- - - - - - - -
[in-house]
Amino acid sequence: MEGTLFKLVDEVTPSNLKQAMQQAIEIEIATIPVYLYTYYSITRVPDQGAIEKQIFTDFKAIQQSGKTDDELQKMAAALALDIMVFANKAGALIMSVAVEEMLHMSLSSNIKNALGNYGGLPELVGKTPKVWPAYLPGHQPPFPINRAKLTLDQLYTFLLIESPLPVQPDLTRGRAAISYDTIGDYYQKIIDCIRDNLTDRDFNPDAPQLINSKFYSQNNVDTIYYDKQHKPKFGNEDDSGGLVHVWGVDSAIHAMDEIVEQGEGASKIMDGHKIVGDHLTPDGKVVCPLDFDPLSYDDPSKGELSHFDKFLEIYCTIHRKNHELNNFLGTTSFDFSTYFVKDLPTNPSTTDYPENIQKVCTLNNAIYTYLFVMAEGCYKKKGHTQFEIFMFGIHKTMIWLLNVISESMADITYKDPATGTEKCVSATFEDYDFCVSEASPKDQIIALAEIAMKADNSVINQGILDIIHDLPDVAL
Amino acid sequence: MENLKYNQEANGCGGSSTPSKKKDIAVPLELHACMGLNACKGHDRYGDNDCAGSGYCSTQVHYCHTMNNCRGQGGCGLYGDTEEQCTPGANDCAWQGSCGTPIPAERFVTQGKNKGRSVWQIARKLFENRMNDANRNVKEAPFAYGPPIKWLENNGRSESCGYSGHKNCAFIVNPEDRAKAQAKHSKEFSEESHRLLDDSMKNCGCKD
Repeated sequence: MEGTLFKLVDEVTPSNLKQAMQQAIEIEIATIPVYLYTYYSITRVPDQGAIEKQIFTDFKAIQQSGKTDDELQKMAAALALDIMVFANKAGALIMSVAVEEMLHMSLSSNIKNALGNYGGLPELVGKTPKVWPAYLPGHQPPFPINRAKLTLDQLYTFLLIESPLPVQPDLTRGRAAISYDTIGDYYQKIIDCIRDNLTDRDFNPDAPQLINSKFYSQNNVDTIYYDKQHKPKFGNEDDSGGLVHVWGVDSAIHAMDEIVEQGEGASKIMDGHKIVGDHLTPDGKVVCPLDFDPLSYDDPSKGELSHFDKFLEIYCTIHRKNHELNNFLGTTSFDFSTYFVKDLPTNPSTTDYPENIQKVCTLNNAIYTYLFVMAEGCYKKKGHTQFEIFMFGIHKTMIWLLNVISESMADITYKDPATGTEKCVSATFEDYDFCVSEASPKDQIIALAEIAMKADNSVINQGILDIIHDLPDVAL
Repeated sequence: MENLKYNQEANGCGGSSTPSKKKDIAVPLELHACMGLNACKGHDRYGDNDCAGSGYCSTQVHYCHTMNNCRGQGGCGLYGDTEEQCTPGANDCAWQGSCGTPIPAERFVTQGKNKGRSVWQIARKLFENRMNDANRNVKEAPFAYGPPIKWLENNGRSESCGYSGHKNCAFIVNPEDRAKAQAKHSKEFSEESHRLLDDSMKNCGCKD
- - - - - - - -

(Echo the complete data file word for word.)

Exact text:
[in-house]
Amino acid sequence: MEGTLFKLVDEVTPSNLKQAMQQAIEIEIATIPVYLYTYYSITRVPDQGAIEKQIFTDFKAIQQSGKTDDELQKMAAALALDIMVFANKAGALIMSVAVEEMLHMSLSSNIKNALGNYGGLPELVGKTPKVWPAYLPGHQPPFPINRAKLTLDQLYTFLLIESPLPVQPDLTRGRAAISYDTIGDYYQKIIDCIRDNLTDRDFNPDAPQLINSKFYSQNNVDTIYYDKQHKPKFGNEDDSGGLVHVWGVDSAIHAMDEIVEQGEGASKIMDGHKIVGDHLTPDGKVVCPLDFDPLSYDDPSKGELSHFDKFLEIYCTIHRKNHELNNFLGTTSFDFSTYFVKDLPTNPSTTDYPENIQKVCTLNNAIYTYLFVMAEGCYKKKGHTQFEIFMFGIHKTMIWLLNVISESMADITYKDPATGTEKCVSATFEDYDFCVSEASPKDQIIALAEIAMKADNSVINQGILDIIHDLPDVAL
Amino acid sequence: MENLKYNQEANGCGGSSTPSKKKDIAVPLELHACMGLNACKGHDRYGDNDCAGSGYCSTQVHYCHTMNNCRGQGGCGLYGDTEEQCTPGANDCAWQGSCGTPIPAERFVTQGKNKGRSVWQIARKLFENRMNDANRNVKEAPFAYGPPIKWLENNGRSESCGYSGHKNCAFIVNPEDRAKAQAKHSKEFSEESHRLLDDSMKNCGCKD
Repeated sequence: MEGTLFKLVDEVTPSNLKQAMQQAIEIEIATIPVYLYTYYSITRVPDQGAIEKQIFTDFKAIQQSGKTDDELQKMAAALALDIMVFANKAGALIMSVAVEEMLHMSLSSNIKNALGNYGGLPELVGKTPKVWPAYLPGHQPPFPINRAKLTLDQLYTFLLIESPLPVQPDLTRGRAAISYDTIGDYYQKIIDCIRDNLTDRDFNPDAPQLINSKFYSQNNVDTIYYDKQHKPKFGNEDDSGGLVHVWGVDSAIHAMDEIVEQGEGASKIMDGHKIVGDHLTPDGKVVCPLDFDPLSYDDPSKGELSHFDKFLEIYCTIHRKNHELNNFLGTTSFDFSTYFVKDLPTNPSTTDYPENIQKVCTLNNAIYTYLFVMAEGCYKKKGHTQFEIFMFGIHKTMIWLLNVISESMADITYKDPATGTEKCVSATFEDYDFCVSEASPKDQIIALAEIAMKADNSVINQGILDIIHDLPDVAL
Repeated sequence: MENLKYNQEANGCGGSSTPSKKKDIAVPLELHACMGLNACKGHDRYGDNDCAGSGYCSTQVHYCHTMNNCRGQGGCGLYGDTEEQCTPGANDCAWQGSCGTPIPAERFVTQGKNKGRSVWQIARKLFENRMNDANRNVKEAPFAYGPPIKWLENNGRSESCGYSGHKNCAFIVNPEDRAKAQAKHSKEFSEESHRLLDDSMKNCGCKD